# VersionId: !GetAtt UpdatedType.VersionId
            VersionId: 00000002

I'd argue for a) having an alias name that required to be a specific value, rather than making default version different from possible future aliases from the IaC perspective (templates don't need to match the API calls) and b) going with $default as the alias name as that's what Lambda and API Gateway are using in their alias naming.
As to VersionId: is it a string or a number? Leading zeros are hard in YAML (see @rhboyd's tribulations with account IDs in mappings).

I'm sad that it's AWS::CloudFormation::TypeVersion+Type=RESOURCE and not AWS::CloudFormation::ResourceVersion. I get that there will be different types in the future, but I expect that they will be managed by users differently, have different lifecycles, etc., so I having been hoping that they could be different CloudFormation types. If they were separate CloudFormation types, when you release a new registry type, say it's called "Foo", a generic CloudFormation analyzer would know "this template defines M new Resources and N new Foos and K IAM roles and..." without knowing anything about the properties of the resources. Under this scheme, it would only be able to say "this template defines X CloudFormation types 🤷‍♂️ and K IAM roles and...", and while X=M+N, it would take additional specialized code to split that out.

I get that this will save duplication of code between the resources and matches the API, but it feels like optimizing this handler implementation at the expense of the user experience.

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rjlohan commented Dec 19, 2019

I'm sad that it's AWS::CloudFormation::TypeVersion+Type=RESOURCE and not AWS::CloudFormation::ResourceVersion.

I could probably be convinced that this is OK. You're right that I'm optimizing for implementation detail here and that's probably the wrong approach. Can always share 99% of the code behind slightly different schemas if needed. There's a bit of YAGNI here too and I should worry about what we have more than what we may have later. 😄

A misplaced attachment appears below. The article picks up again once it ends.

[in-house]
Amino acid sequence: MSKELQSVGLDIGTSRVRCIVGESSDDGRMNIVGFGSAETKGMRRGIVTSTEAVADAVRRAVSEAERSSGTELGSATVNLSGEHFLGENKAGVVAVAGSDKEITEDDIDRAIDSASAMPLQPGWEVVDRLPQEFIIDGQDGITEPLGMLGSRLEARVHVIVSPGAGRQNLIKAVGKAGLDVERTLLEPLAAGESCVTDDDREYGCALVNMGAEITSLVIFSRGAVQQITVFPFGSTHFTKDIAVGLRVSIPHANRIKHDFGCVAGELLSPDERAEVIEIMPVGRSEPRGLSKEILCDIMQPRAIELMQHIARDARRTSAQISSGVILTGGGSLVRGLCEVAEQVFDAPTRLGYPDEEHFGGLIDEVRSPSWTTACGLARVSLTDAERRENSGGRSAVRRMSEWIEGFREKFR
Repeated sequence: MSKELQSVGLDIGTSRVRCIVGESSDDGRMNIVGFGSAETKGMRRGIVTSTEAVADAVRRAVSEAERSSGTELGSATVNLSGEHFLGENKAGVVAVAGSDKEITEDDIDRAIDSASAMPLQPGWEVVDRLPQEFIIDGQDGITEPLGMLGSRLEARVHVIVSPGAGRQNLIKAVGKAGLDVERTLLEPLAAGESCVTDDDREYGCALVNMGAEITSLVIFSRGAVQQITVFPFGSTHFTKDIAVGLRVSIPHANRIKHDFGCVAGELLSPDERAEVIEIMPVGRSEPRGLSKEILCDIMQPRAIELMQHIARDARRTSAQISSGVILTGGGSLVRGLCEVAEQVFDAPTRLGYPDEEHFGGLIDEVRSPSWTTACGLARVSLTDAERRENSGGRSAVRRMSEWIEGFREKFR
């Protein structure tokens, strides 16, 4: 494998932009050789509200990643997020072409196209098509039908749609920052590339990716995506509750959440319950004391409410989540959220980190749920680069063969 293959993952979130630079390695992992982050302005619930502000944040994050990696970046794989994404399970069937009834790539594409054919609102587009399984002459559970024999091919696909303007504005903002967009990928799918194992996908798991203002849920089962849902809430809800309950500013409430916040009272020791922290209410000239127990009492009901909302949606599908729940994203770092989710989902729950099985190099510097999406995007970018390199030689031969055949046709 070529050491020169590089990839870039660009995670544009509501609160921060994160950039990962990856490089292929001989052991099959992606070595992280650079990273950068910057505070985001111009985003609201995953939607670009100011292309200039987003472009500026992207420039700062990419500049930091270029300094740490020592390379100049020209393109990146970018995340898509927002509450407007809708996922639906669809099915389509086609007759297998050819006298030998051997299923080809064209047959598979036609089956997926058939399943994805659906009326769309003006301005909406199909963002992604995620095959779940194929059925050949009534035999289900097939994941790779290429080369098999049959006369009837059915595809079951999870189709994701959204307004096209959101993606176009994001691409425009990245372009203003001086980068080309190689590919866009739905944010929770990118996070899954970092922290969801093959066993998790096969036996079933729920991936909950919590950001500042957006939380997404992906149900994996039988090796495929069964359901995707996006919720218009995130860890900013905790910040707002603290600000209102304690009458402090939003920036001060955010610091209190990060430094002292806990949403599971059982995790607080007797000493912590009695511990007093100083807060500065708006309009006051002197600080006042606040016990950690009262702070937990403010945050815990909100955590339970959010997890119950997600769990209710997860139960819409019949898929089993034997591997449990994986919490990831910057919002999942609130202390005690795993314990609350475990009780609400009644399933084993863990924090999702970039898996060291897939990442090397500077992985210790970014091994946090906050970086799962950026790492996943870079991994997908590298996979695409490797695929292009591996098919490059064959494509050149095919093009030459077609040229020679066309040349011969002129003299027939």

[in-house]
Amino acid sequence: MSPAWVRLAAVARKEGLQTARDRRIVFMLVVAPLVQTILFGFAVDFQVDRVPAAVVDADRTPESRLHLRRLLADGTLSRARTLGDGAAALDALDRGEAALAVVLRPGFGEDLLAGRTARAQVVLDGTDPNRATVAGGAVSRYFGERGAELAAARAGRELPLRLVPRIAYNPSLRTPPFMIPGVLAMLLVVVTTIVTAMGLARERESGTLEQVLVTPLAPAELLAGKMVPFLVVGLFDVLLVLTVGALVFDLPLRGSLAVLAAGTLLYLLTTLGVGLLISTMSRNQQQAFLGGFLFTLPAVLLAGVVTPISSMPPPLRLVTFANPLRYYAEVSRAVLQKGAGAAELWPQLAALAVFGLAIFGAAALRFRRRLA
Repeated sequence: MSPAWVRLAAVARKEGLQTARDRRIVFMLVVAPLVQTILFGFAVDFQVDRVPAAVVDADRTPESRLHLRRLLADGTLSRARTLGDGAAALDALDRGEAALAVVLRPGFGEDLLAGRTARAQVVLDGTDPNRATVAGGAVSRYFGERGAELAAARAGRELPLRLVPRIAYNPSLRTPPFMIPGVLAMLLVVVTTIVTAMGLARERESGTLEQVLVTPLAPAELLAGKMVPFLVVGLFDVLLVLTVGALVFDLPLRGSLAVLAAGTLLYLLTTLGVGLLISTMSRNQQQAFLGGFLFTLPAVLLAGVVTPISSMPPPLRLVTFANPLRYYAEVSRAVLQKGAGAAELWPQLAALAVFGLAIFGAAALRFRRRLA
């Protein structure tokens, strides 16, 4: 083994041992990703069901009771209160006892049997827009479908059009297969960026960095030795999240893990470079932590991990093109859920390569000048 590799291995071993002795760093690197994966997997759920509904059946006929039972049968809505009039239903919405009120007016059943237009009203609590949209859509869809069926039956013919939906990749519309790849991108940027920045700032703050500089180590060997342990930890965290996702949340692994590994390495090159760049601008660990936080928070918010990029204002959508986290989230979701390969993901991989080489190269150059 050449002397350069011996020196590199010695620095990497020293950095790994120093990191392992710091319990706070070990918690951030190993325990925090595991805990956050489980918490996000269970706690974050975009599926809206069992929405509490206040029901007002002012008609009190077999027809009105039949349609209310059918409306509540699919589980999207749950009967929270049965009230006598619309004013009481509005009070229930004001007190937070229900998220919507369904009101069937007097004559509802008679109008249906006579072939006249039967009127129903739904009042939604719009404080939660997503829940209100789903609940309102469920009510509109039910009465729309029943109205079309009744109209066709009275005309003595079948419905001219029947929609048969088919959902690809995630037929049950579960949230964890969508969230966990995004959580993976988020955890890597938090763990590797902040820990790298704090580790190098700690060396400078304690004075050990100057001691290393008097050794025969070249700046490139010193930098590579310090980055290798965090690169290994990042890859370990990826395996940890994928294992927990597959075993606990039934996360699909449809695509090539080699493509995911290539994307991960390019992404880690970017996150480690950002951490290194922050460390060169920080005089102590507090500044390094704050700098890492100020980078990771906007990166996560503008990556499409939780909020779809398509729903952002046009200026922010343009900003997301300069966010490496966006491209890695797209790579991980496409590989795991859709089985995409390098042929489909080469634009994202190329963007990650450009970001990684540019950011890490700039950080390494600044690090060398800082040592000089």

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benkehoe commented Dec 19, 2019

Oh, fabulous! So you can be convinced--what do I need to do to convince you?

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rjlohan commented Dec 19, 2019

Oh, fabulous! So you can be convinced--what do I need to do to convince you?

Send beer. 👌

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benkehoe commented Dec 20, 2019

I tried to buy you all beer at re:Invent for exactly this kind of eventuality but Amjad wouldn't let me

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rjlohan commented Dec 20, 2019

Latest revision has the new type names as suggested. Still a problem on setting the DefaultVersionId that I have to fix up.

@rjlohan rjlohan changed the title First pass at a proposed resource schema for AWS::CloudFormation::Type and AWS::CloudFormation::TypeVersion Resource implementations for AWS::CloudFormation::ResourceVersion and AWS::CloudFormation::ResourceVersionAlias Dec 20, 2019
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benkehoe commented Jan 13, 2020

Pinging on my question about DefaultVersion: 00000002 in your resource example. I have a hard time understanding what an eventual non-default alias would look like, since it must presumably have a name and VersionId, so I imagine something like:

MyVersion:
    Type: AWS::CloudFormation::TypeVersionAlias
    Properties:
        Arn: !Ref UpdatedType
        AliasName: SomeAliasName
        # VersionId: !GetAtt UpdatedType.VersionId
        VersionId: 00000002

Given that, it seems like the VersionId field should be the same whether it's a default or "custom" alias. So then the default alias could either reuse AliasName with a special value like $default (what Lambda and API Gateway use), or something like IsDefaultAlias: true

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rjlohan commented Jan 14, 2020

Pinging on my question about DefaultVersion: 00000002 in your resource example. I have a hard time understanding what an eventual non-default alias would look like, since it must presumably have a name and VersionId, so I imagine something like:

MyVersion:
    Type: AWS::CloudFormation::TypeVersionAlias
    Properties:
        Arn: !Ref UpdatedType
        AliasName: SomeAliasName
        # VersionId: !GetAtt UpdatedType.VersionId
        VersionId: 00000002